The Blue-rumped Parrot (Psittinus cyanurus) is native to the southern tip of Myanmar, peninsular South-western Thailand, Malaysia, Burma, Malay Peninsula, Sumatra, Borneo, Rhio Archipelago and Banka Island.
Its preferred habitat includes lowland forest areas (generally below 700m), open woodland, orchards and plantations, mangroves, dense scrub, and coconut groves; where it is commonly seen in flocks of up to 20 birds.
There are three subspecies:
Blue-rumped Parrots – Nominate Species (P. c. cyanurus)
Distribution: Burma, Thailand, Malaysia, Singapore, Borneo, Sumatra.
Greater Blue-rumped Parrots (P.C. pontius)
Distribution: Siberut, Sipora, Pagi, Indonesia
Visual Identification: Larger than the nominate subspecies.
Siumat Blue-rumped Parrots (P.C. aabbottii):
Distribution: Simelue and Siumat Islands, western coast Sumatra, Indonesia
Visual Identification: Male head mostly green except around eye and ears, black mantle smaller. Even larger than pontius.
Diet / Feeding
It mostly feeds on seeds, fruit and blossoms.
Breeding / Nesting
The average clutch consists of 3 to 5 eggs which are incubated for about 26 days.
Personality of Captive Birds:
Chee (the contributor of most of the photos on this page) describes these birds as being active at dawn and dusk. They are not playful and don’t seem to interact much with humans.
They are described as docile that love to sing on rainy days. Because of their melodic voice, they are often kept singly – as singing birds. However, not all them are born singer – in fact, some are mute. It is recommended to buy young ones as they are more likely to sing. However, in general these are very quiet parrots with occasional whistling and high-pitch calling, which may be irritating to some individuals.
Sanggay – an owner of several Blue Rumped Parrots – stated that Blue-rumps have limited talking ability. Some of them learn to talk – but most never do.
Wild caught birds are quickly hand tamed by individuals with some bird training skills. Unfortunately, they are easy to catch as they freeze when they get scared. Hunters only need to shoot into the air or make some noise around roosting birds and they will freeze and can easily be picked up. This has lead to their endangered status..
As beautiful as these birds are in their natural habitat, their pet potential is said to be limited. They generally do better in an aviary environment, with plenty of space for them to roam around. Better yet, let’s protect them in their natural habitat.
This small parrot – averaging 7.2 inches or 18 cm in length – is primarily green, with bright red shoulder patches, and yellowish margins on the wing coverts.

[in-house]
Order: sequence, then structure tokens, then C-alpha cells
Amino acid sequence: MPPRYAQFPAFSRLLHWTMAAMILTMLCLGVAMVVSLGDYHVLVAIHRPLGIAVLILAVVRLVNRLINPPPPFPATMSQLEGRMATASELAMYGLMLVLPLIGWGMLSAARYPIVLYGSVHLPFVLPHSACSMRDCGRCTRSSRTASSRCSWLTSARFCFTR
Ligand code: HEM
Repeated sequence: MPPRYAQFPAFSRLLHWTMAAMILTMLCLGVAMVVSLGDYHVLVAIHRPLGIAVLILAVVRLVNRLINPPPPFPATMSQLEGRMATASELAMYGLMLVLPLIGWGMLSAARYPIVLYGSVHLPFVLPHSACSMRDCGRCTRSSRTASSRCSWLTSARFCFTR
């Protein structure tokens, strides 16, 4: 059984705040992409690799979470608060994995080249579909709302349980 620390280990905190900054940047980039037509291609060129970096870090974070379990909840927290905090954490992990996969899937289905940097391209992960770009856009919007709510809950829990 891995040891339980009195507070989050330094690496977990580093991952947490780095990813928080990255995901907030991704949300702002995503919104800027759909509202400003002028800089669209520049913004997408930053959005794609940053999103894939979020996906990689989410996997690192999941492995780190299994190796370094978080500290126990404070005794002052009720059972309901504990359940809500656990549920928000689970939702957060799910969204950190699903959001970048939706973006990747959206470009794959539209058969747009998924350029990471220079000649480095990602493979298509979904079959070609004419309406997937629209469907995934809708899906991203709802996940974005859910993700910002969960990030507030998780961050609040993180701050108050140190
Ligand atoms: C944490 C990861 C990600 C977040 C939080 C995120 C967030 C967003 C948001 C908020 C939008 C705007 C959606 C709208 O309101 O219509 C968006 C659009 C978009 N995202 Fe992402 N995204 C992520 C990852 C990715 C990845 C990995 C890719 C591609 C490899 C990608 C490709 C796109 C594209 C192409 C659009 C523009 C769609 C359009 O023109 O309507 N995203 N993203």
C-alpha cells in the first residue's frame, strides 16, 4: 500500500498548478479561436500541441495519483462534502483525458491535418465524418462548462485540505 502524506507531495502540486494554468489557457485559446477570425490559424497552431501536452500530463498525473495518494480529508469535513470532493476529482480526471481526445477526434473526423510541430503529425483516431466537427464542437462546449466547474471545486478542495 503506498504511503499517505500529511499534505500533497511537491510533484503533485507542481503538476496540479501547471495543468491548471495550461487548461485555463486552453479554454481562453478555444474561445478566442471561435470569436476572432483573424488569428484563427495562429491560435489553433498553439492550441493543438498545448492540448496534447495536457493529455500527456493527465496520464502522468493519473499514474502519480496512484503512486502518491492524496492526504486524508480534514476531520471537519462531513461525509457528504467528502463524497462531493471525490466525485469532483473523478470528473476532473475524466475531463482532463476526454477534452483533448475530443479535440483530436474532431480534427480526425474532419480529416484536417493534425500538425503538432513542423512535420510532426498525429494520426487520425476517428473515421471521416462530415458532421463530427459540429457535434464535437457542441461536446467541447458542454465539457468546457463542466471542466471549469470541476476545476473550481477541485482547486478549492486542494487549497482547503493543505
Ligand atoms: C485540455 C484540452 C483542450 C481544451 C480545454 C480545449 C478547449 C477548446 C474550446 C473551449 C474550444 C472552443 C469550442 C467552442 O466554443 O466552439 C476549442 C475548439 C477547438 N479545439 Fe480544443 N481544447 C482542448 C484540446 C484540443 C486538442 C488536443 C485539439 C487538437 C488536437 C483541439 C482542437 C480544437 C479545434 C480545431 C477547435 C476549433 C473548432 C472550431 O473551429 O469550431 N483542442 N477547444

The male has a black mantle, red upper beak, and greyish-blue head and rump, with a brighter blue to the forehead and crown. The breast and abdomen are greyish-olive. The thighs and under tail-coverts greenish-yellow with bluish tips. The back is blue-black with each feather edged greenish-grey. The lower back and upper tail-coverts are deep blue. The sides of the body and the wing-coverts and bend of wing are red. The outermost lesser wing-coverts are brownish-red. The wings and greater wing-coverts are dark green. The secondaries (shorter, upper “arm” feathers) and wing-coverts have a greenish-yellow edging. The upperside of the tail-feathers are greenish-yellow and the underside is yellow. The upper beak of the male is red and his lower beak is brown-blackish. The irises are pale yellow and the feet are grey.
This species is sexually dimorphic (which means that males and females can be visually sexed – once they have gained their adult plumage).
Females look similar to the male except hens have a grey-brown head. Her ear-coverts are tinged olive-yellow. The back, lower back and upper tail-coverts are green. There is a bluish patch to the lower back. The breast and abdomen are yellowish-green. The outer under wing-coverts are green. Both the upper and lower beaks of the hen are brown-blackish, while the upper beak of the male is red.
Immature birds look like females, but their head is green. Young males usually have a bluish tinge to forehead; under wing-coverts partially red. The irises are greyish-yellow.
Species Names :
Scientific: Psittinus cyanurus cyanurus … English: Blue-rumped Parrot … Dutch: Blauwrugdwergpapegaai … German: Rotachselpapagei … French: Psittacule à croupon bleu
Class: Aves …Order:Psittaciformes …Family:Psittacidae … Subfamily: Psittacinae …Genus: Scientific: Psittinus … English: Blue-rumped Parrots …Dutch: Dwergedelpapegaaien … German: Rotachselpapageien … French: Petites perroquet eclectus… CITES II:Endangered Species
Species: Scientific: Psittinus cyanurus pontius … English: Greater Blue-rumped Parrot … Dutch: Grote Blauwrugdwergpapegaai … German: Großer Rotachselpapagei … French: Psittacule de Mantawi
Description: Like Blue-rumped (cyanurus) featured above, but larger … Length: 8 ins (20 cm), wing length 4.5 – 5.5 ins (116 – 142 mm).
Distribution: Siberut, Sipora, Pagi, Indonesia … CITES II – Endangered Species
Species: Scientific: Psittinus cyanurus abotti … English: Siumat Blue-rumped Parrot … Dutch: Siumat Blauwrugdwergpapegaai … German: Siumat Rotachselpapagei … French: Psittacule e Abott
Description: Like Blue-rumped (cyanurus), but crown uniformly blue; forehead and eye area interspersed with green; breast, abdomen and under tail-coverts yellowish-green; back, lower back and upper tail-coverts green; upper beak is reddish-brown, lower beak is blackish-brown; larger. Female as male, but with green head; outermost under wing-coverts green; upper and lower beak is brown-blackish. … Length: 8.5 ins (22 cm), wing length 5.5 – 6 ins (134 – 149 mm).
Distribution: Simelue and Siumat Islands, western coast Sumatra, Indonesia … CITES II – Endangered Species